In the current example, the user 202 is linking or associating the annotation 904 with the portion 1002 by selecting the annotation 904 and the portion 1002. For instance, in the illustrated example, the user 202 has clicked or tapped on the annotation 904 and dragged the stylus across the display to the emphasized portion 1002, generally indicated by the arrow 1102. As described in more detail below with respect to FIGS. 13 and 14, when the annotation 904 is associated with the portion 1002, the annotation 904 may or may not remain associated with the portion 902.

FIG. 15 is an illustrative example 1500 depicting the annotation 904 being associated with the second emphasized portion 1002. In the illustrated example, it may be seen that, the annotation 904 is no longer associated with nor located adjacent to the portion 902. Rather, as illustrated, the annotation 902 has been re-located to a position adjacent to the portion 1002 and is now associated therewith. In this example, it should be noted, that the content has again been reflowed around the new location of the annotation 902, such that the annotation 902 appears in-line with the text of the content item 206 and remains adjacent to the portion 1002 regardless of the orientation of the device 102.

FIG. 16 is another illustrative example 1600 depicting the annotation 904 being associated with both the emphasized portion 902 and the second emphasized portion 1002. In this example, by linking or associating the annotation 904 with the second portion 1002, the user 202 has caused the device 102 to associate the annotation 904 with both the portion 902 and the portion 1002. Thus, as illustrated, the annotation 904 is located adjacent to both the portions 902 and 1002 and includes arrows pointing to both the portions 902 and 1002. In other examples, the annotation 904 may be duplicated and displayed adjacent to both the portions 902 and 1002, for instance, when the portions 902 and 1002 are not proximal to each other within the content item 206 or when the portions 902 and 1002 are not displayed within the same view (or page).

FIG. 17 is an illustrative example 1700 depicting the user 202 flagging or marking a portion, generally indicated by 1702, of the content item 206. In the illustrated example, the user 202 is flagging the portion 1702 by drawing a mark 1704 (i.e., the star) over the “Section 2” section of the content item 206. In other implementations, the user 202 may flag or mark a section of the content item 206 by drawing other markings over the content, for example, the user 202 may mark the portion 1702 with an explanation mark, asterisk, numeral, or other distinguishing mark. In some instances, the user 202 may flag more than one portion with the same distinguishing mark, for example, to group the portions, as will be discussed in more detail below with respect to FIGS. 18 and 19.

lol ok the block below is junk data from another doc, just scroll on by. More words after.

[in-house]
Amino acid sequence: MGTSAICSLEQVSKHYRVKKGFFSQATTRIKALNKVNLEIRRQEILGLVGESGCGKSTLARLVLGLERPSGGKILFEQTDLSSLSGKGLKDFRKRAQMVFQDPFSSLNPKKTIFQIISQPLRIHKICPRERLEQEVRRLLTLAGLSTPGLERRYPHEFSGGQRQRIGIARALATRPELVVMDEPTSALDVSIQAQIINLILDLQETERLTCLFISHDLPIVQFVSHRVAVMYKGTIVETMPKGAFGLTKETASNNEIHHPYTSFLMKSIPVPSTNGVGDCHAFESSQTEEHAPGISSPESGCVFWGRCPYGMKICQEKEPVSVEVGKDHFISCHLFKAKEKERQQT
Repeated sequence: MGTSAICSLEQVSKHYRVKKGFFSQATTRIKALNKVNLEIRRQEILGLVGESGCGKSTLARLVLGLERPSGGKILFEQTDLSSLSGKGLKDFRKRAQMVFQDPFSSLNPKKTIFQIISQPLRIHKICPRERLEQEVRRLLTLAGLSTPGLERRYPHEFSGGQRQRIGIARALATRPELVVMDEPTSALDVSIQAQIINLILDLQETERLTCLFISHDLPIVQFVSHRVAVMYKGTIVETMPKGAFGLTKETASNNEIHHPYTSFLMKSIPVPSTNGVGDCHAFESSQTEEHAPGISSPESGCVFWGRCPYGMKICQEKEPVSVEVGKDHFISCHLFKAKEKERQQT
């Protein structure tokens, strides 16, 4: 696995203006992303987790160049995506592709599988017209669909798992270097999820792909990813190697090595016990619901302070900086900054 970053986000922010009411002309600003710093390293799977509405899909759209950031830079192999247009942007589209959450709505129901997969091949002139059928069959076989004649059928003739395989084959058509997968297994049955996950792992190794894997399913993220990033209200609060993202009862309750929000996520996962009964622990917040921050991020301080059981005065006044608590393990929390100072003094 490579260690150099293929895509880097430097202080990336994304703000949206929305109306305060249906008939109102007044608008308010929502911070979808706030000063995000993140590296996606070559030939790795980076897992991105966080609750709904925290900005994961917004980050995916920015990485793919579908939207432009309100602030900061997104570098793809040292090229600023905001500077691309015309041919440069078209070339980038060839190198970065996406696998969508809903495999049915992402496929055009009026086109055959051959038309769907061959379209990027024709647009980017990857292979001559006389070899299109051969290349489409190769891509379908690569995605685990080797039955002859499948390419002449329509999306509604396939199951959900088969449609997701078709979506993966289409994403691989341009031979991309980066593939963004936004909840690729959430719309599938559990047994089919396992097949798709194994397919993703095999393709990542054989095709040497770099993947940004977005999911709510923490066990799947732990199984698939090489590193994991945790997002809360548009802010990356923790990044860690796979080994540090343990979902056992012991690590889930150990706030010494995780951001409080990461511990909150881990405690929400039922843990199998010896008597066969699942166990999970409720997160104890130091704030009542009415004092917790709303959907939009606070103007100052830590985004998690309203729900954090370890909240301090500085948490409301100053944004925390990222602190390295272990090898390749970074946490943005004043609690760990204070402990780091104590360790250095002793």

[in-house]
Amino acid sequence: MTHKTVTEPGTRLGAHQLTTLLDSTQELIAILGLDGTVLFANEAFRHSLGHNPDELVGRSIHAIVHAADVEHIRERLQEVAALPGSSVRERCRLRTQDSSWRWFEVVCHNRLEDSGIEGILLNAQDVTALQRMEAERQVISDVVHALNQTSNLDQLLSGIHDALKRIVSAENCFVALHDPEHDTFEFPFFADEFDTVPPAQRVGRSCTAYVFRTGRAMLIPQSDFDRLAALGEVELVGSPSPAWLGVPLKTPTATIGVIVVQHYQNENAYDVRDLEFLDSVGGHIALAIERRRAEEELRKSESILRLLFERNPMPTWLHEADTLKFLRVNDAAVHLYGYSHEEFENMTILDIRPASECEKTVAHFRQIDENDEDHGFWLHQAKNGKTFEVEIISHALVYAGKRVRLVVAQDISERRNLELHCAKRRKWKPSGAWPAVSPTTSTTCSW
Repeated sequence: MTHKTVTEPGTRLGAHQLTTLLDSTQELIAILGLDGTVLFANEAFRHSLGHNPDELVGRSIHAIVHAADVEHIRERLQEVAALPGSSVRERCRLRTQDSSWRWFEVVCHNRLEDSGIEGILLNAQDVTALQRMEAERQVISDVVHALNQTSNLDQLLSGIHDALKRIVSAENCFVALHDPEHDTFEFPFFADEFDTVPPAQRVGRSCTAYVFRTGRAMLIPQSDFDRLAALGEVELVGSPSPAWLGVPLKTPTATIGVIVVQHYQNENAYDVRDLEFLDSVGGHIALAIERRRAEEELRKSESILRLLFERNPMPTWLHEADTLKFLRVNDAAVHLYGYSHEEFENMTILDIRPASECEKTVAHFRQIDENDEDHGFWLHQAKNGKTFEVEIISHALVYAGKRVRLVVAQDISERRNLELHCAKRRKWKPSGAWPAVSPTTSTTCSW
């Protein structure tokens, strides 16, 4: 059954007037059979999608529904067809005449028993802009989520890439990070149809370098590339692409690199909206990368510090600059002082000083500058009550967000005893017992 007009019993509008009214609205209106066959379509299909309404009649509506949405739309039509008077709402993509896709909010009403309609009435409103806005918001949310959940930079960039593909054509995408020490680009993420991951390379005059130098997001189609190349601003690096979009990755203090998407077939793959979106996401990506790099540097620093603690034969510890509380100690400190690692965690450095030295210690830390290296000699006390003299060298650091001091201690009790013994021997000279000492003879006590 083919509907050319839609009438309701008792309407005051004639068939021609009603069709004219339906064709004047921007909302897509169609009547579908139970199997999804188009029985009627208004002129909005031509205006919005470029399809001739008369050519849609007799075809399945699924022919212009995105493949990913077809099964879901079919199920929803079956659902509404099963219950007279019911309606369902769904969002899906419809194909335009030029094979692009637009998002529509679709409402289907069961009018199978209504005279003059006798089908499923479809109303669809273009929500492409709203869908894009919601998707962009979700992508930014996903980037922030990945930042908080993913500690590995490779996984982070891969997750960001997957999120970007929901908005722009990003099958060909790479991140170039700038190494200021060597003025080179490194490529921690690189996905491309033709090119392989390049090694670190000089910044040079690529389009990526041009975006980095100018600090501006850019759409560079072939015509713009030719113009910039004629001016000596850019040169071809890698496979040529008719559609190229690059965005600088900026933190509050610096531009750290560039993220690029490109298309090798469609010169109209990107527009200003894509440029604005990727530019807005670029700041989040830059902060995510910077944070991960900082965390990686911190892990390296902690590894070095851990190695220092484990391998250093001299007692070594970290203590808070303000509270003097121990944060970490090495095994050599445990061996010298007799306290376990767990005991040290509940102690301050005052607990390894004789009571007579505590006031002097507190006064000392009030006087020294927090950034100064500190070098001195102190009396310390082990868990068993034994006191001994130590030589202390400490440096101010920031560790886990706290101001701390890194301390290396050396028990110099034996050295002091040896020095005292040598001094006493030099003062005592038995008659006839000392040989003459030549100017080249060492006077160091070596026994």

In some examples, the device 102 may infer an intent of the user to associated the mark 1704 with “section. 2.” of the content item 206 by comparing an x\y coordinate received from the touch sensor or proximity sensor of the device 102 with the coordinates of the first line in “section. 2.” of the content item 206 as rendered by a display controller. For instance, in the illustrated example, the device 102 may identify the coordinates associated with the center point of the mark 1704 and based on a comparison of the coordinates of the center point of the mark 1704 and the content item 206 as rendered on the display, that the mark is near the top of the first paragraph of “section. 2.” of the content item 206 as currently rendered.

FIG. 18 is an illustrative example 1800 depicting the user 202 linking a second portion 1802 of the content item 206 to the mark 1704. In the illustrated example, the device 102 has flagged the portion 1702 with a machine drawn version of the mark 1704 (i.e., the star), as well as emphasized the portion 1702 by underlining the text “The House of Representatives shall be composed of Members chosen every second Year by the People of the several States, and the Electors in each State shall have the Qualifications requisite for Electors of the most numerous Branch of the State Legislature,” associated with the flagged portion 1702. In the illustrated example, the device 102 has flagged the portion 1702 with a machine rendering of the mark the user 202 drew over the portion 1702, however, in other examples, the device 102 may mark the portion 1702 using predefined flags, such as consecutive Arabic numerals. In this example, as the user 202 flags different portions of the content item 206, the device may add a new flag having a numerical value one higher than the previous flag, such that the a reader is able to distinguish between the different flagged portions of the content item 206.